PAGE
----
Rainfall is great in Medellin (66 inches versus 35 inches in Cuenca), but the average sunny day is just a bit higher in Medellin. The city with the "perfect weather" for you will be a matter of your own taste.Establishing residency is fairly easy in both Colombia and Ecuador, with low thresholds for visa qualification in both countries. In Colombia, the pensioner's visa requires an income of a little less than US$1,000 per month, while in Ecuador the level is even lower, at US$800 monthly. For an investor-type visa, Colombia's options start at around US$34,000 for a one-year temporary visa, while Ecuador requires US$25,000 for full, permanent residency.So Ecuador has lower thresholds for permanent residency, both for the investor and the retiree.Colombia's visa, however, is quicker and easier to obtain, with fewer required documents. Also, Ecuador imposes restrictions on being out of the country during your first two years of residency, while Colombia has no such restrictions. The cultural scene in Medellin is remarkably similar to that in Cuenca. This is surprising because Cuenca has around 600,000 people in its metro area, while Medellin has about 4 million. In both cities, you can enjoy orchestra, theater, art openings, museums, and a generally sophisticated cultural scene. You'll pay a fee for most of these in Medellin, while in Cuenca they're usually free. The infrastructure is good in both cities. You'll enjoy drinkable water, reliable broadband Internet, and dependable electricity, water, and phone service. Also, both cities are very walkable, and both have excellent and cheap public transit systems. If you decide to drive, you'll find traffic jams equally maddening in both cities. Real estate costs are cheap in both cities by Latin American standards. I prepared a survey recently that compared costs in Medellin, Montevideo (Uruguay), Fortaleza (Brazil), and Panama City. For comparable properties and areas, prices in Medellin's El Poblado are the lowest on a per-square-meter basis.But Cuenca's prices are lower. A nice, two-bedroom apartment in Cuenca might cost around US$80,000...while that same apartment in a comparable neighborhood of Medellin would cost more than US$120,000. You can find Cuenca-style pricing in Medellin but not in the best neighborhoods. For the lifestyle you'll enjoy in Medellin, the real estate is a tremendous bargain. And the same is true in Cuenca; for the lifestyle it offers, it, too, is a tremendous bargain.But the lifestyle in one is nothing like the lifestyle in the other, which brings us to the ways these cities differ. (As Medellin is such a large and diverse city, I'll focus on its El Poblado neighborhood for my comparisons.)Medellin's El Poblado offers a modern, upscale ambiance. It has elegant shopping, spotless infrastructure, glistening new buildings, and more fine-dining that you can imagine. New luxury brick high-rises look down from lush, wooded hillsides. Tall trees line the well-maintained streets. And El Poblado is only one of many desirable areas in this city.On the other hand, Cuenca is one of the Americas' premier Spanish-colonial cities and a UNESCO World Heritage Site. The old cathedral was built in 1557, the historic architecture is well preserved, and the streets are cobblestoned. You'll even see evidence of the Inca occupation from the early 1500s. Yet just outside the historic center, Cuenca also offers new, modern high-rises. So you could live in a modern home, yet have the historic center within walking distance. El Poblado is a First World environment; you'll be hard-pressed to find a U.S. city that can beat it. Cuenca is part of a developing country with some Third World characteristics like poor sidewalk and building maintenance. Access to the States is easier from Medellin than from Cuenca. Medellin has daily nonstops to Miami, while you'll need to connect (and possibly spend the night) in Guayaquil or Quito when traveling to and from Cuenca. This adds a day to the trip, as well as the cost of lodging and taxis. The expat community is far smaller in Medellin than in Cuenca. I can find expats in Medellin—at a local coffee shop or the Irish pub—if I look for them, and a couple of Americans are signed up at my gym. Otherwise, I don't see them around.In Cuenca, the expat community is big, estimated between 4,000 and 5,000 people. These folks are making a cultural imprint on the city. I'd say that impact is positive. Since the infusion of North Americans to this city, there's been an explosion in the number of nice cafes, restaurants, and book shops, as well as other expat-owned services and businesses. Today in Cuenca, you can find most anything you might be looking for and, normally, an English-speaker to deal with in the process.But whether an expat community of that size is a positive or a negative for you is a matter of choice. The cost of living is higher in El Poblado than in Cuenca, due in part to the exchange rates. Ecuador uses the U.S. dollar, so dollar-holders don't feel the pinch of a weakening currency. Colombia has a strengthening Colombian peso. The basics in Medellin (food, entertainment, utilities, public transit, taxes, and HOA fees) cost me about US$1,850 per month. I believe in Cuenca the total cost would be about US$1,250 for the same lifestyle. Many people live for less than that in Cuenca, but I'm using an apples-to-apples comparison from my own experience.Bottom line, neither city is expensive, but Cuenca is definitely less expensive than Medellin. Which is the better retire-overseas choice?Impossible to say. Manhattan is not inherently better or worse than New Orleans, after all...but it's a lot different. And the same goes for Medellin and Cuenca.I see Ecuador as a cultural adventure where life is as different as you can get from the United States or Canada, short of moving to Asia. When I retired to Cuenca at age 49, I shunned places like Medellin, Chile, and Uruguay, because they were too much like the States. I wanted something as different, enriching, and exciting as I could get, and Cuenca fit the bill. Today, I think of Medellin as a way to reward myself. It's a treat to be here. Medellin is a way to enjoy perfect weather and an elegant lifestyle that I couldn't afford in the United States. When I bought my place in Medellin 10 years after I'd left the States, at the age of 59, it was exactly what I was looking for at that stage. I wanted an elegant, luxury lifestyle at an affordable price, and Medellin fit the bill. And that's the real reason that Medellin is now my "ideal retirement spot"...when it used to be Cuenca. You've heard a dozen times that the "perfect retirement location" is different for everyone. But there's more to it than that. Your "perfect spot" can also change with your taste, your age, and your experience living abroad. And that's really part of the fun.This living overseas thing is an adventure and a journey of discovery that need never stop.Lee HarrisonP.S. Could Cuenca, Ecuador, be your dream retirement destination? The only way to find out is to come see for yourself. We're preparing for the launch of our September Live and Invest in Ecuador Conference. Put your name on the list for VIP attendee perks and discounts here.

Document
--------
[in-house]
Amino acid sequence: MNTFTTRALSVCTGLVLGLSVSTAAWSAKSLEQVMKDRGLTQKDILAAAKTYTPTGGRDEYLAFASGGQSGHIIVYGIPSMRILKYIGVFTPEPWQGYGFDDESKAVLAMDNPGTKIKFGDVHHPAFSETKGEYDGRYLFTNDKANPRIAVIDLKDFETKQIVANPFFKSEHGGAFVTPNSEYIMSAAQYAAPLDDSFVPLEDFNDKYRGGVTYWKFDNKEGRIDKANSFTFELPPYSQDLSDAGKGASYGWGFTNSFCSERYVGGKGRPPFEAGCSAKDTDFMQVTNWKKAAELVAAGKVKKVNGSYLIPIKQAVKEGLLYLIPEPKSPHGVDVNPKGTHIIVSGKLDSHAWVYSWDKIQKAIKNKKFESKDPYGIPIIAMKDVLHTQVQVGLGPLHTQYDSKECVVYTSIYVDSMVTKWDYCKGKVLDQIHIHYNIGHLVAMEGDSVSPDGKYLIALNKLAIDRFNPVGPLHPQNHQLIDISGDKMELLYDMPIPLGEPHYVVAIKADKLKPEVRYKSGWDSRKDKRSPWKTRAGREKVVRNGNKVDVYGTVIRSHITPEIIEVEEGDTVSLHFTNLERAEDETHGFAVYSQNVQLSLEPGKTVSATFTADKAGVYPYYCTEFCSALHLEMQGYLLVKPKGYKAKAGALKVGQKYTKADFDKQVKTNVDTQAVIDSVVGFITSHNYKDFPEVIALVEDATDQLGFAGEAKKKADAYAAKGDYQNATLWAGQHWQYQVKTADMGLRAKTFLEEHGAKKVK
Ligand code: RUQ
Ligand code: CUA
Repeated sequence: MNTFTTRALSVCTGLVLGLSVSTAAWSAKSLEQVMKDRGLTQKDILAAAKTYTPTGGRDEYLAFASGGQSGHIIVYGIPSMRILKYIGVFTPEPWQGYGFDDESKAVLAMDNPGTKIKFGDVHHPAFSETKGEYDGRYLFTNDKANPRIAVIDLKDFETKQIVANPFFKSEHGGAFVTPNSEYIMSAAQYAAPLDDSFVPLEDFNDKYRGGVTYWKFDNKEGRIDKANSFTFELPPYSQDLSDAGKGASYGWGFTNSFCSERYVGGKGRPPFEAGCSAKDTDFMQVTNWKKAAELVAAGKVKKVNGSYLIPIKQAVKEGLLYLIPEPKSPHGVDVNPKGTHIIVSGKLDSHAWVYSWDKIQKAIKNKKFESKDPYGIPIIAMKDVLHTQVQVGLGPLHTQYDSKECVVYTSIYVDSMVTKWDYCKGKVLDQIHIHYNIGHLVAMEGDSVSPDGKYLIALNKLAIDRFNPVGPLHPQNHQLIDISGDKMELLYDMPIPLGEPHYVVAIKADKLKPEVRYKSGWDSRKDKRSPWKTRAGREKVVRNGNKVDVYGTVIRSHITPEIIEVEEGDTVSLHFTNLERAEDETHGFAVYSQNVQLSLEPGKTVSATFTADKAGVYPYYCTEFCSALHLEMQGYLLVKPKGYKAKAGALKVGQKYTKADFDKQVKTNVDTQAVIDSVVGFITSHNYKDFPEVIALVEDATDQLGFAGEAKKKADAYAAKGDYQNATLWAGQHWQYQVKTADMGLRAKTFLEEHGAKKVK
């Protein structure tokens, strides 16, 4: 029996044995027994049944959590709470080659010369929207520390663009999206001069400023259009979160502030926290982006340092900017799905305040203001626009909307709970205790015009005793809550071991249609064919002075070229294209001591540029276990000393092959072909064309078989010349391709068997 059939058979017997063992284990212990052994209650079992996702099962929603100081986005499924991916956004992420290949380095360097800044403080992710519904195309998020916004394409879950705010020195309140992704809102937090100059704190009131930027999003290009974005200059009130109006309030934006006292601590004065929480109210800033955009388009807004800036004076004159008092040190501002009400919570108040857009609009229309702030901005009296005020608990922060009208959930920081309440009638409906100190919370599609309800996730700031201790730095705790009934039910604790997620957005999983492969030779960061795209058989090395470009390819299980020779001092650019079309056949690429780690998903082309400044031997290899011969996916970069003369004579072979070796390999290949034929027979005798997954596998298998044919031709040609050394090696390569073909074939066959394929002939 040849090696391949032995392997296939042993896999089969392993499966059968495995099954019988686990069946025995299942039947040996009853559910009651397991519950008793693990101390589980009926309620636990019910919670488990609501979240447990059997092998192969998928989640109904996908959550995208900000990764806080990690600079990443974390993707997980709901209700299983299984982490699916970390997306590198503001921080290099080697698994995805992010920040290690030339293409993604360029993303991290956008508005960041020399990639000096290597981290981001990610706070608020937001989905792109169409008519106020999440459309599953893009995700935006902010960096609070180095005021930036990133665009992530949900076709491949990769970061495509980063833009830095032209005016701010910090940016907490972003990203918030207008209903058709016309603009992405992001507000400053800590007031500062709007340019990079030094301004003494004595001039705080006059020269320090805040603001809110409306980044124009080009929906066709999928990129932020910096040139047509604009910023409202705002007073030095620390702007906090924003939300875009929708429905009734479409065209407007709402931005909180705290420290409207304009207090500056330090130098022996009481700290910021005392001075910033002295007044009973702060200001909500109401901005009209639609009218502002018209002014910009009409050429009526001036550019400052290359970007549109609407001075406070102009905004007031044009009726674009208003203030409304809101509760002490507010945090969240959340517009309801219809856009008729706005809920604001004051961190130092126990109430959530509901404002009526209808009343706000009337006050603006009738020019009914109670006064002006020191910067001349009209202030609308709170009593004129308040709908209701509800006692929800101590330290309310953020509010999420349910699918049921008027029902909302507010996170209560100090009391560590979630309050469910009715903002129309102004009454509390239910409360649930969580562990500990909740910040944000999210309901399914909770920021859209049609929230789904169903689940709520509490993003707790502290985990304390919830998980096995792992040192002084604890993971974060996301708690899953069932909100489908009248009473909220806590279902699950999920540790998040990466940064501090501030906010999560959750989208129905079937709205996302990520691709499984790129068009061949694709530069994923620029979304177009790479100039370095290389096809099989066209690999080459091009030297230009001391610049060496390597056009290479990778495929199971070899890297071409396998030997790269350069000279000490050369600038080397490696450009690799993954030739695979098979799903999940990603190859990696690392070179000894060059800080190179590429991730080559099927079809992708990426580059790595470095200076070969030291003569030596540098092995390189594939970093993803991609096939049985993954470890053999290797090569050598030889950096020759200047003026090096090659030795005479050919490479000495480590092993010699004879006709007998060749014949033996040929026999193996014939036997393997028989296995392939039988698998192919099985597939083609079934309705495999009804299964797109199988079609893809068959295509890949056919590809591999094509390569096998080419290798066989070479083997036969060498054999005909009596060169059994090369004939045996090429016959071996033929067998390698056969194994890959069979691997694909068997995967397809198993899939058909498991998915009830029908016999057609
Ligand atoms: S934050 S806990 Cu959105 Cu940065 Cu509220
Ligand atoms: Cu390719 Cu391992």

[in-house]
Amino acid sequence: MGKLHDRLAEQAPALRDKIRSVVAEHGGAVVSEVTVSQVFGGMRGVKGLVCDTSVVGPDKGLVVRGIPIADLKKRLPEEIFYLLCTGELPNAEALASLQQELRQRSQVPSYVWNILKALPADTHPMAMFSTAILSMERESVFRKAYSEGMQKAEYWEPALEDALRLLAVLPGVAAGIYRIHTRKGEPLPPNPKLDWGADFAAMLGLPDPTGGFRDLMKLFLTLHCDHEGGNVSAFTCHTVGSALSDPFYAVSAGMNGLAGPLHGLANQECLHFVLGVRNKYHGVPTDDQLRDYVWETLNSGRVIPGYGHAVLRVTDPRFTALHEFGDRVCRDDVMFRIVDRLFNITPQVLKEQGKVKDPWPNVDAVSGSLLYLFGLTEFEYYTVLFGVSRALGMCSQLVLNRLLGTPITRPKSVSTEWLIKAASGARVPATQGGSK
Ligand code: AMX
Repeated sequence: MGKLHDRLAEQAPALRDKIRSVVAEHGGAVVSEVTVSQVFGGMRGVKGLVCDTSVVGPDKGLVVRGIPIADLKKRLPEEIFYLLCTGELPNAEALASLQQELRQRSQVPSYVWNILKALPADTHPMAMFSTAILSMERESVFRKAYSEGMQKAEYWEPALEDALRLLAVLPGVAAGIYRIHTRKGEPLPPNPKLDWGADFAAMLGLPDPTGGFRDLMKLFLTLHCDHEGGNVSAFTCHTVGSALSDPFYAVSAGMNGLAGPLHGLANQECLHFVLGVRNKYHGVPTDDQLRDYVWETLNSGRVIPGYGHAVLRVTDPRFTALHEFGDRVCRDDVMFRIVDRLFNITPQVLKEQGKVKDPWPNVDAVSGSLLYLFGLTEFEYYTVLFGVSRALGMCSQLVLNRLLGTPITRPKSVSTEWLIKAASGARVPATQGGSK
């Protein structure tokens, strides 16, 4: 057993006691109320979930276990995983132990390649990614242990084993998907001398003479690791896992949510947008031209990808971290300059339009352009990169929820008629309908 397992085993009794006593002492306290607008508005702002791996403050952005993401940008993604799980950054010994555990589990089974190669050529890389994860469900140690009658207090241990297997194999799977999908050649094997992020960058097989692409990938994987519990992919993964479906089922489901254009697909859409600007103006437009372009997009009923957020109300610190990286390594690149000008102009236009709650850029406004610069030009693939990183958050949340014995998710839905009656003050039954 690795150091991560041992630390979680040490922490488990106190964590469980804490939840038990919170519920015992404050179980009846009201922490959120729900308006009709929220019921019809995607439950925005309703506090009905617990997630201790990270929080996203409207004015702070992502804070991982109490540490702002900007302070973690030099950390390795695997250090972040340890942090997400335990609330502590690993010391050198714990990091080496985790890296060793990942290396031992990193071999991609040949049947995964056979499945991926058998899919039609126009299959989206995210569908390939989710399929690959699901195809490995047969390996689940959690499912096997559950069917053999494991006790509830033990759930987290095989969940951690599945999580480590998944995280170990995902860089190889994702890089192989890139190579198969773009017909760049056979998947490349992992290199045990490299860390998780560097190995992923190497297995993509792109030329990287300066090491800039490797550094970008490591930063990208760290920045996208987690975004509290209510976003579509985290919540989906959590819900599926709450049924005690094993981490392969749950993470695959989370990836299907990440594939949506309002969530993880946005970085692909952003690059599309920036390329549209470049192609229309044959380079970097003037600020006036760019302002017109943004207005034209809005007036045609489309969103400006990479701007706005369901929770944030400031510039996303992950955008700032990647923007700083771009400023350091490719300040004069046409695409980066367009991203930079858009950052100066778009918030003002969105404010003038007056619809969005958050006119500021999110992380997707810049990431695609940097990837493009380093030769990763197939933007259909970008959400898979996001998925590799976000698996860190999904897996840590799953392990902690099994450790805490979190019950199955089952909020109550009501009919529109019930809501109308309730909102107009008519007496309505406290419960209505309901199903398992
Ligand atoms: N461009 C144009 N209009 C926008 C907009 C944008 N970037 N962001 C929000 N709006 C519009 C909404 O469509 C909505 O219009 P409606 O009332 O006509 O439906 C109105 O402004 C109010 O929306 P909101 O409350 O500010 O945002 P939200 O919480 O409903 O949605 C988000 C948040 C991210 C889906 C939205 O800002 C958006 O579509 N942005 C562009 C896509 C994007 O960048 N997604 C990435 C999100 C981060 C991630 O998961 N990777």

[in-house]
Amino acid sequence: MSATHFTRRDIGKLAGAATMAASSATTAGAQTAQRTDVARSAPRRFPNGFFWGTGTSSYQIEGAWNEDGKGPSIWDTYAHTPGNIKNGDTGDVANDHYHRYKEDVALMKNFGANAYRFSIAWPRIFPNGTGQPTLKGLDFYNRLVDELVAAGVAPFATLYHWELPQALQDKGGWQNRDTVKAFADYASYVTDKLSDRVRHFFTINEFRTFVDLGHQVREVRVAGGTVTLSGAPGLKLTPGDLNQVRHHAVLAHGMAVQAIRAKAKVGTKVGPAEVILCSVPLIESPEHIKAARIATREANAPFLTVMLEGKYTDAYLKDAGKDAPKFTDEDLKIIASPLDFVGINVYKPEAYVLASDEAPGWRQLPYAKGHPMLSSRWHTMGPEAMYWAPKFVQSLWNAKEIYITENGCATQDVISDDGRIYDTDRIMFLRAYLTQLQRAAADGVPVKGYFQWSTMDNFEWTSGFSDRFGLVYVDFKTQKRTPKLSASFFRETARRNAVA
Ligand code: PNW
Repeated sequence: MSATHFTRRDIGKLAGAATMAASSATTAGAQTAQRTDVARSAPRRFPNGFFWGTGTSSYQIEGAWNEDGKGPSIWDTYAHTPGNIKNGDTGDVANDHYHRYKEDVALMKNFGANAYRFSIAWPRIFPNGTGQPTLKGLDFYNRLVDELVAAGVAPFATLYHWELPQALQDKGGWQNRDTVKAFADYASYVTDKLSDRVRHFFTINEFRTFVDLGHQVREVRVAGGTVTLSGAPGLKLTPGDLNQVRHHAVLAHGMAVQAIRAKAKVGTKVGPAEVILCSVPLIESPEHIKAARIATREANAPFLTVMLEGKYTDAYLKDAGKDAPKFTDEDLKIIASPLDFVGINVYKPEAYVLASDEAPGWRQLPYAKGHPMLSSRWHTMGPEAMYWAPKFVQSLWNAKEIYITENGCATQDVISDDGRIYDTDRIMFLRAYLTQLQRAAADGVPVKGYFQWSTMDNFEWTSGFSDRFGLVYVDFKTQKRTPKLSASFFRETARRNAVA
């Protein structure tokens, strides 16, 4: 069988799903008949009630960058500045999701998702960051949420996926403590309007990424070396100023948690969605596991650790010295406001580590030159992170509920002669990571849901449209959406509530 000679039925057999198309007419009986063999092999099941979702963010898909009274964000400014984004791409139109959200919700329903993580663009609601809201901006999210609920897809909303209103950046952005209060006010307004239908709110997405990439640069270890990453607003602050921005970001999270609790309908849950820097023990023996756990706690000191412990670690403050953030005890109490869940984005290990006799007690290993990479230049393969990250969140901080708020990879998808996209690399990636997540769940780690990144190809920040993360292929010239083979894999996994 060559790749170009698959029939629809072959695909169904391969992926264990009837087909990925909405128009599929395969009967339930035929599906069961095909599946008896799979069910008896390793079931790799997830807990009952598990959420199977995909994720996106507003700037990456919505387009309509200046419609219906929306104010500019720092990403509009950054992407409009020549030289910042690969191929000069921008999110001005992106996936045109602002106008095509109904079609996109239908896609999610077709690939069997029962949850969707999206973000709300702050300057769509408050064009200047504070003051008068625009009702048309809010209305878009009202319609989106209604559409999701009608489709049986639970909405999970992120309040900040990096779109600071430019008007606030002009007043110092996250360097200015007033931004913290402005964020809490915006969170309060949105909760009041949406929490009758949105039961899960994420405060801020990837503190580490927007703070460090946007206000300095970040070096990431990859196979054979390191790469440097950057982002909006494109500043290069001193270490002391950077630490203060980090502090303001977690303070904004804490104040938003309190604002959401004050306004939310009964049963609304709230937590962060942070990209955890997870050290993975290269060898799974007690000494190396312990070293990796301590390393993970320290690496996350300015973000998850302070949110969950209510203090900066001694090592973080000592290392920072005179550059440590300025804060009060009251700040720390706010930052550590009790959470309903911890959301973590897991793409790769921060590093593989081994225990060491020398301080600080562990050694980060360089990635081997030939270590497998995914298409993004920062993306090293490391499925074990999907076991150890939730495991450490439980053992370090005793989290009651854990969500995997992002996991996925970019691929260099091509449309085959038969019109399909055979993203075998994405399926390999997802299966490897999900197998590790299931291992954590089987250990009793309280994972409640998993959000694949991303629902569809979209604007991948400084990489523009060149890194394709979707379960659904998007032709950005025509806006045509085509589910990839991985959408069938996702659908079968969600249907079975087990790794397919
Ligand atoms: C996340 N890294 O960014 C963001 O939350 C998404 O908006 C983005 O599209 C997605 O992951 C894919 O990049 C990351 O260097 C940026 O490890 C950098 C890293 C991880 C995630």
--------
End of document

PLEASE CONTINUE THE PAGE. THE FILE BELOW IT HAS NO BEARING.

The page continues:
May 26, 2014